The annual township Sunday School convention will be held at Millburn on Sunday, July 24th, 1904, commencing at 10:30 A. M. Sermon: "Responsibilities and Possibilities of the Sunday School" by Rev. Cleworth.
The afternoon session will be address by Rev. Lee, of Lake Villa, and Rev. Boag, of Hickory, after which Mrs. F. D. Everett, of Highland Park, will address the meeting on Primary Work. All interested in Sunday school work are cordially invited to be present.

William Spooner of Oak Park is visiting at John Trotters.

Mrs. Lyburn Stewart and Miss Edna Stewart spent the fourth at A. H. Stewarts.

Mrs. Taylor is entertaining her sister, Mrs. Ayers.

Mr. and Mrs. Crandel of Chicago are visiting at Elmer Cannons.

Miss Wynn of Waukegan is visiting Carrie Bater.

Mr. E. P. Dodge has gone to Rochester to visit his daughter Mrs. Helen Buss.

Maybelle Bonner is visiting with relatives in Antioch.

Mr. and Mrs. Denmann and son Clayton of Highland Park spent the fourth at C. E. Denman's.

Mr. and Mrs. John Buss of Rochester, attended the funeral of their uncle Mr. George Dodge.

The monthly missionary society will meet with Mrs. R. L. Strang Wednesday, July 6.

The C. E. business meeting will be held at the home of Mrs. Eugene Clark, Friday evening July 8.

C. E. Topic July 10, Some Modern Idols and how to overthrow them. Rev. F. T. Lee, leader all young people especially invited.

The sudden death of George Dodge, Sr., occurred Wednesday morning, June 29. The funeral took place at the house at two o'clock Friday afternoon. Interment in the Millburn cemetery. He leaves a wife and two children, George and Alice to mourn his loss.

from the pages of the Waukegan Daily Sun 7 July 1904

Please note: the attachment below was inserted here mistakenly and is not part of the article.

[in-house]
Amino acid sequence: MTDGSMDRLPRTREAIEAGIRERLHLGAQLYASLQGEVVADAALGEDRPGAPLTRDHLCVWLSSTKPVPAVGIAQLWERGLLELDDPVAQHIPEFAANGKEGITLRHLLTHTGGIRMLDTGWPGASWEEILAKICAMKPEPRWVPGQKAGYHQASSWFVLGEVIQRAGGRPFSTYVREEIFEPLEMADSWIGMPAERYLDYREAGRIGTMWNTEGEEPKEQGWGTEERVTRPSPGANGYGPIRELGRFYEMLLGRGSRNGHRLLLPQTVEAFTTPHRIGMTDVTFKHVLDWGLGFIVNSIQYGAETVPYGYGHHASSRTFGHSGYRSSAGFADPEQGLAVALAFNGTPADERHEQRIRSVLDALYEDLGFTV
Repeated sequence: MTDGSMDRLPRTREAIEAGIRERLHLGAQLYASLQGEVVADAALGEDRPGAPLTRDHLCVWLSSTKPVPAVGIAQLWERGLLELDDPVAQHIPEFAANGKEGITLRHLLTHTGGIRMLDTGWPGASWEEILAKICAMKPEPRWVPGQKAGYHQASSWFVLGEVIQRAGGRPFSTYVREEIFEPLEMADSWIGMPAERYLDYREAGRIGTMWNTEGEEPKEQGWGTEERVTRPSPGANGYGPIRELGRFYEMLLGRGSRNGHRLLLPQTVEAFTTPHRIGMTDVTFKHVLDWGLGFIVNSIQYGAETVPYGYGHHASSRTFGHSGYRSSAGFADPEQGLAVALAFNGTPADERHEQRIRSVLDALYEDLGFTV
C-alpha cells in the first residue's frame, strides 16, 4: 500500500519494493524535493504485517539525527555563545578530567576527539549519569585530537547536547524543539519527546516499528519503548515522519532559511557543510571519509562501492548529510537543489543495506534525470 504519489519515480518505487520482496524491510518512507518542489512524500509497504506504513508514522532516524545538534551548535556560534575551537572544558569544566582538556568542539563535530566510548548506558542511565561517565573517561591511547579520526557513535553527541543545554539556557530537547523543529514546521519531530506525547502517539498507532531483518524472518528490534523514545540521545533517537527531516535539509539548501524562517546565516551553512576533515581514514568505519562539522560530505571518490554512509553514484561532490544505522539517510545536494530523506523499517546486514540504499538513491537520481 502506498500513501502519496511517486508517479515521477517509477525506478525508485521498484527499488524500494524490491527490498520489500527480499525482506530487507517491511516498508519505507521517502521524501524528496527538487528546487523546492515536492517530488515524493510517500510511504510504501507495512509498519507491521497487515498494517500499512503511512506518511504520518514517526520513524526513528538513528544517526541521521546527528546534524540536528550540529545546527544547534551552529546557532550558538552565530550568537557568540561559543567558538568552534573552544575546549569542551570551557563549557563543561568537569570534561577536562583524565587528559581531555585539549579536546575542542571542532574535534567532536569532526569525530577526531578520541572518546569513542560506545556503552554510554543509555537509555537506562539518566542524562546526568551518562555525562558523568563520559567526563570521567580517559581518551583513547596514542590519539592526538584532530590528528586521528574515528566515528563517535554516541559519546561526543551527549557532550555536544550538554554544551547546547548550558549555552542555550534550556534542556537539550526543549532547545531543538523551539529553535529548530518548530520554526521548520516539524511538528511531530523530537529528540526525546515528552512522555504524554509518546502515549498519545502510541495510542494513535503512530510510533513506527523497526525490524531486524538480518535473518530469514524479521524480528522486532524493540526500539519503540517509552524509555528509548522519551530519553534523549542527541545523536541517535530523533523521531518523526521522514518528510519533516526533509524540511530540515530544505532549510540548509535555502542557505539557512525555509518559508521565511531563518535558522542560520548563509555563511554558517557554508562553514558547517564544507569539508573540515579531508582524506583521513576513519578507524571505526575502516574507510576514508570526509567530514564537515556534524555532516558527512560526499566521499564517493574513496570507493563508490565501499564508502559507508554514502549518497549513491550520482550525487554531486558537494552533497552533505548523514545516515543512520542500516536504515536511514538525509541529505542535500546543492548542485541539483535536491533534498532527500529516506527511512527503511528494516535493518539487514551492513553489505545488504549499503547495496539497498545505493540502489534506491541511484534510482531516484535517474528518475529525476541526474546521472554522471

The death of Geo. C. Dodge occurred at his home in Millburn early Wednesday morning, June 29th, at the age of 62 years, 6 mos., and 9 days. He was born in Portland, Me and came to the vicinity while young. He enlisted in Co. C. Regiment 96th, of Illinois volunteers, in the fall of 1862. He was severely wounded in the ankle at Chicamauga and lay within the enemy's lines ten days.
He was paroled later and spent a time at Louisville, Chattanooga and Chicago hospitals before being discharged in August of 1864.
He was married December 7, 1875 to Sarah L. White, who together with their two children, George W. and Alice E., and his niece, Vera, mourn his loss.
He has lived on his farm south of Millburn since his marriage showing his sincere interest in all that was good and living his quiet life as before God.
He was a deacon of Millburn church and his interest in the Sunday school has been manifest in his devotion to his duties as superintendent for years past.
Though steadily failing his illness was entirely unexpected and of short duration, he being sick but five days.
Inflammation and congestion of the brain rendered speech and movement difficult until he slept to waken to his rest, leaving the home that has been the scene of his best life and deepest influence.
His last days were brightened by the coming of his first grandchild who lives to perpetuate his name.
The funeral was held at his home July 1st, Rev. F. T. Lee officiating. It was attended by friends from Evanston, Waukegan and from miles around, a tribute to his memory and a token of the esteem they bear his life.